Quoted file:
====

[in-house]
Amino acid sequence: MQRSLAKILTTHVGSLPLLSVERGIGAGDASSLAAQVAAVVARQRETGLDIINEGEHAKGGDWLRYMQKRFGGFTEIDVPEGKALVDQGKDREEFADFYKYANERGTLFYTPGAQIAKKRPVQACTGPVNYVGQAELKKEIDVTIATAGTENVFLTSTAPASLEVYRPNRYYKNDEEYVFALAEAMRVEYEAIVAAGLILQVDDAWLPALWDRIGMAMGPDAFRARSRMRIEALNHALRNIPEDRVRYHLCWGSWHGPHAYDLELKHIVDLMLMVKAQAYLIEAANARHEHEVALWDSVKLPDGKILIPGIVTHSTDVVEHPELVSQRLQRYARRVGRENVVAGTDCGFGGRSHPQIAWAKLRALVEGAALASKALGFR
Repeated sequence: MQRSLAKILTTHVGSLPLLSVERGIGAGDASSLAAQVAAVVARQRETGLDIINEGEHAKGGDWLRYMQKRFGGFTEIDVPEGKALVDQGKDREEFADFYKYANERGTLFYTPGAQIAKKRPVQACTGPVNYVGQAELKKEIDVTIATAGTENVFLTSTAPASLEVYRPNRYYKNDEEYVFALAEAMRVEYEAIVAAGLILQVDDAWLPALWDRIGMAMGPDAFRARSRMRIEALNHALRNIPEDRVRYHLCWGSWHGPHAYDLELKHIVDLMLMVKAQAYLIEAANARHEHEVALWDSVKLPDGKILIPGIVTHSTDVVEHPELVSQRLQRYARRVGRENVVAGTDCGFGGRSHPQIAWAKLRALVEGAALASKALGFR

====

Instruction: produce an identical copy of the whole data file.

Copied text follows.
[in-house]
Amino acid sequence: MQRSLAKILTTHVGSLPLLSVERGIGAGDASSLAAQVAAVVARQRETGLDIINEGEHAKGGDWLRYMQKRFGGFTEIDVPEGKALVDQGKDREEFADFYKYANERGTLFYTPGAQIAKKRPVQACTGPVNYVGQAELKKEIDVTIATAGTENVFLTSTAPASLEVYRPNRYYKNDEEYVFALAEAMRVEYEAIVAAGLILQVDDAWLPALWDRIGMAMGPDAFRARSRMRIEALNHALRNIPEDRVRYHLCWGSWHGPHAYDLELKHIVDLMLMVKAQAYLIEAANARHEHEVALWDSVKLPDGKILIPGIVTHSTDVVEHPELVSQRLQRYARRVGRENVVAGTDCGFGGRSHPQIAWAKLRALVEGAALASKALGFR
Repeated sequence: MQRSLAKILTTHVGSLPLLSVERGIGAGDASSLAAQVAAVVARQRETGLDIINEGEHAKGGDWLRYMQKRFGGFTEIDVPEGKALVDQGKDREEFADFYKYANERGTLFYTPGAQIAKKRPVQACTGPVNYVGQAELKKEIDVTIATAGTENVFLTSTAPASLEVYRPNRYYKNDEEYVFALAEAMRVEYEAIVAAGLILQVDDAWLPALWDRIGMAMGPDAFRARSRMRIEALNHALRNIPEDRVRYHLCWGSWHGPHAYDLELKHIVDLMLMVKAQAYLIEAANARHEHEVALWDSVKLPDGKILIPGIVTHSTDVVEHPELVSQRLQRYARRVGRENVVAGTDCGFGGRSHPQIAWAKLRALVEGAALASKALGFR